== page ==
And on the excellent Crackin' Up – with slightly off-key Keith off-mike – they get alarmingly close to a black music tradition beyond the blues and toward the Caribbean than any other British band at the time . . . and although it seems to stumble to a halt, their point had been made.
It is among the enjoyable revelations here.
Brian Jones' work on their instrumental salute to Chess in Chicago on 2120 South Michigan Avenue – with that astonishingly accomplished but discreet rhythm section of bassist Bill Wyman and drummer Charlie Watts – is quite extraordinary. Hard to believe these are the white post-war children of London's city and suburbs thousands of miles from the source of this inner-city black blues sound.
And it happens again on I Can't Be Satisfied where Jones sounds like his strings are thin piano wires wound tight beyond belief.
While many post-colonial people might wish to characterise the BBC as some stuffy relic of Empire, this collection – along with with so many other songs by emerging British r'n'b, pop and rock bands – went out on the BBC World Service.
And the “white” colonies heard a version of black music . . . and in this country many Maori artists adopted these sounds.
That said, at other times while enjoying this – and many will – you'd default to the Stones' studio versions of these songs: Especially Everybody Needs Somebody to Love, Route 66, Down the Road Apiece, the parent-baiting and wonderfully annoying The Last Time et al, all of which are serviceable here but not revelatory in the way they were on the albums at the time.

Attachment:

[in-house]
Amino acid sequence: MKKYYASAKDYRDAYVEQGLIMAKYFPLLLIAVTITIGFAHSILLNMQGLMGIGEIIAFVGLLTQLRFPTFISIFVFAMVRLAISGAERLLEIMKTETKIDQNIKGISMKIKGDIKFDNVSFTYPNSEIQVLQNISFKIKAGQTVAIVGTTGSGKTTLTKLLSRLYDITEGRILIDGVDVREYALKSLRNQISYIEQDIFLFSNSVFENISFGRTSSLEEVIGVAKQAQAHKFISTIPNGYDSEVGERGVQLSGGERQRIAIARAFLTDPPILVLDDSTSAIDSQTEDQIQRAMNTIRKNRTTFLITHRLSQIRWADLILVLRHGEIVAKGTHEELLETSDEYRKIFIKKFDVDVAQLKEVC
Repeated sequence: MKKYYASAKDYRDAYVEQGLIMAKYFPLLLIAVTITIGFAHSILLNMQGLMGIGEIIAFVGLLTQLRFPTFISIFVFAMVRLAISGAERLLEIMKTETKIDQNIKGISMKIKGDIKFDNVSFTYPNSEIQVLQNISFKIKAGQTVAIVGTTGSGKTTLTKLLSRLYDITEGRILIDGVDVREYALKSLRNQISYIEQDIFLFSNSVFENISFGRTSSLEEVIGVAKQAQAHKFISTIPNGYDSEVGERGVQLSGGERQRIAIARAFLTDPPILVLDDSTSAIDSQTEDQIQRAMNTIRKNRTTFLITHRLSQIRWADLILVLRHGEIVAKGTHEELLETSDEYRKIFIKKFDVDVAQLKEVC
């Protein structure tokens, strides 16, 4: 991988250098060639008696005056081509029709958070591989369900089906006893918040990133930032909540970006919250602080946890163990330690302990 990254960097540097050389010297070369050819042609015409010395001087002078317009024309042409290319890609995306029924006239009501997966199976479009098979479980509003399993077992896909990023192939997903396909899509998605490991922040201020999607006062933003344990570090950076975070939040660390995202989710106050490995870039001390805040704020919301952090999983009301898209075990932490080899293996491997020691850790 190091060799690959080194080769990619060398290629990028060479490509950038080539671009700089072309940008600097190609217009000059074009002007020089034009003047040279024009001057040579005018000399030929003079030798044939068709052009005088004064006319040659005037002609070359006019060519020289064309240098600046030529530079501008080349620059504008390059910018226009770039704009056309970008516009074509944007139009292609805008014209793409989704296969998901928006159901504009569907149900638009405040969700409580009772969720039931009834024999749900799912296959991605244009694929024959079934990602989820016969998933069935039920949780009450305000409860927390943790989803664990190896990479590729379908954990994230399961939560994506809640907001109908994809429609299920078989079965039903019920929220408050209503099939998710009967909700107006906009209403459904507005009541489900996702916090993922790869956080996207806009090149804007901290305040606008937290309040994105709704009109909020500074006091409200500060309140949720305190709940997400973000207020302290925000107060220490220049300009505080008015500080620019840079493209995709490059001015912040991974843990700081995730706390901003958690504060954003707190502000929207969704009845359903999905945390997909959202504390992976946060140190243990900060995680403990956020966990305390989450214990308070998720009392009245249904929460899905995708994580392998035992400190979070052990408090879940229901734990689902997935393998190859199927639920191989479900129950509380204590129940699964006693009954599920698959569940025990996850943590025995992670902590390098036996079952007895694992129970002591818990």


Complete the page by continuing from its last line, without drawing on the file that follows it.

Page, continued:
Yet the young Stones – average age about 22? – could also step back from the pop-rock treatment of the blues/r'n'b in their spirits and get seriously soulful (Cry To Me, If You Need Me, Arthur Alexanders' lovely You Better Move On, Ain't That Lovin' You Baby) and still deliver it in pop form (Little By Little).
They knew Motown and Otis and Chess . . .
Despite his middle-class upbringing, Mick Jagger did seem to be able to tap into some deep spirit of black r'n'b (Down the Road Apiece, I Just Can't Be Satisfied, Mona) in a way very few others of his British generation could. Regrettably their exceptional Empty Heart is not here.
(Compare these sessions with the young Kinks' and even Yardbirds efforts in a similar idiom at the time, they were weak and seriously thin white bread slices).
On Air – especially in its more edit back version – isn't quite as exciting as you might hope if you've heard all those early Decca albums.
But if you have them, then the expanded DeLuxe Edition allows you to compare, be engaged by the “new” songs and . . .
Anyone under 50 who has read this far might consider they've just found a much appreciated Christmas present for parent or grandparents. (Over 50? Tell the juniors that you don't want socks or a Bunnings' token.)
But if you are young be prepared for old people doing crazy dancing, great stories of mad youth and such . . .
Perfect present, in other words?